Story of Christianity

As told by the Gospels and Estel Reeves

The Original State of Man

Before the fall, when Adam and Eve committed the act of Original Sin, they possessed a clear awareness of God's presence and were allowed to experience a special relationship with him. They were destined for a seemingly perfect life in paradise. This perfect state is also known as original justice.

Our original parents were created to share in God's love and friendship. For this they were gifted with preternatural virtues and his supernatural grace, with these gifts came the capacity for knowledge and love, which are indispensable for their participation in divine life. These preternatural gifts included the following: immunity from sickness, suffering, and death as well as freedom from inapriopate passion and appetites.

So long as they remained close to God through a commitment to his will they would not suffer, become sick, or die. This is because God did not create us to live through a cycle of life followed by death, but to have an eternal relationship with Him and the rest of creation.

In this state of holiness, perfection, and justice; work was not a burden, but rather a rewarding activity. Without fatigue they were able to cultivate the earth as stewards of God. In this time of peace and prosperity, it is and was obvious that God intended for both Man and Woman to find pleasure in every aspect of creation.

Original Sin and It's Consequences

Original Sin

God intended for Man to have a special bond with Him; they were placed in the Garden of Eden to cultivate it, just as they were made to cultivate a relationship with their heavenly creator. They had dominion over all of creation and possessed complete and utter freedom to roam amid this perfect garden. The only stipulation was that they could not eat of the fruit of the Tree of Knowledge of Good and Evil; as this sin of disobedience with result not only in their death but the death of all their predecessors.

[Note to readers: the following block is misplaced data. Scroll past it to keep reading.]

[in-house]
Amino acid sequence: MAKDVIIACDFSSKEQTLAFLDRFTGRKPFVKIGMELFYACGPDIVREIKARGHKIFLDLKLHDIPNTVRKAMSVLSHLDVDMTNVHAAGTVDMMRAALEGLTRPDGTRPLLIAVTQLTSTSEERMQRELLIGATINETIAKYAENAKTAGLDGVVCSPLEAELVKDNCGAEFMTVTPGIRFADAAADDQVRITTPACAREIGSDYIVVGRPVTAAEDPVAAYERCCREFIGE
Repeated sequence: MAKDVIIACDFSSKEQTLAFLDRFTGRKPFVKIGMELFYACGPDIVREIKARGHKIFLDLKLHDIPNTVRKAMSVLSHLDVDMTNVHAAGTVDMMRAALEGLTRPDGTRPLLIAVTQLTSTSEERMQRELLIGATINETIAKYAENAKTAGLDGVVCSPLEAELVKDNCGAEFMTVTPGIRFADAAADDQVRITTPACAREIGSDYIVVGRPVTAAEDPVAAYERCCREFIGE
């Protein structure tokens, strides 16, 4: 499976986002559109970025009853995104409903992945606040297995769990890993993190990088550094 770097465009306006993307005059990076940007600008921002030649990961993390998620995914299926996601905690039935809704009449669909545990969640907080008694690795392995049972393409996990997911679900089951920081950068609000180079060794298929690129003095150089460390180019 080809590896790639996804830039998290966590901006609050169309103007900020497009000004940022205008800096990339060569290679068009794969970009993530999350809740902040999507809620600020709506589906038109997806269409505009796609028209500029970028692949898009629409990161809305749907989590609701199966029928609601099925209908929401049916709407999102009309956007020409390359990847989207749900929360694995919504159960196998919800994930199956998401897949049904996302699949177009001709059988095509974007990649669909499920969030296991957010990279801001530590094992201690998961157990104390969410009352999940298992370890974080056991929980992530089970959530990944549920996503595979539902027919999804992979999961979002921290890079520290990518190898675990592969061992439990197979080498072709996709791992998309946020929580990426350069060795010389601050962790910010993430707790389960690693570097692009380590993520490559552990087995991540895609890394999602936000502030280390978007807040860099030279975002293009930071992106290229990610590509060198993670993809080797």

We do not know specifically how long they remained in a state of pure holiness, however, we do know that they eventually gave into the temptation the serpent offered; to be like God.


The Consequences

The consequences were immediate, as soon as they tasted of the fruit of the Tree of the Knowledge of Good and Evil it was as if they had signed not only their death warrant, but the death of all mankind. They lost not only their state of original holiness and perfection, but also their relationship with God; they were consequently kicked out of paradise, or the Garden of Eden.

This transgression not only affected them, but also the entirety of mankind. Now, not only would they know of illness, suffering, death, and the death to the soul (sin), but their predecessors would experience the consequences of Original Sin as well. However, ultimately, the worst consequence of Original Sin was the divide it created between Man and God. The human intellect was now clouded and could not fully discern God's laws, the result of this damaged mind was that we could no longer fully comprehend the difference between good and evil. This led to self-interest, or for the human person to look towards themselves, but not to God; this simply alienated us further from our Heavenly Creator.

The wounds caused by Original Sin are as follows: Malice, Ignorance, Weakness, and Concupiscence.

The Word Became Flash for Expiation, Reconciliation, and Restoration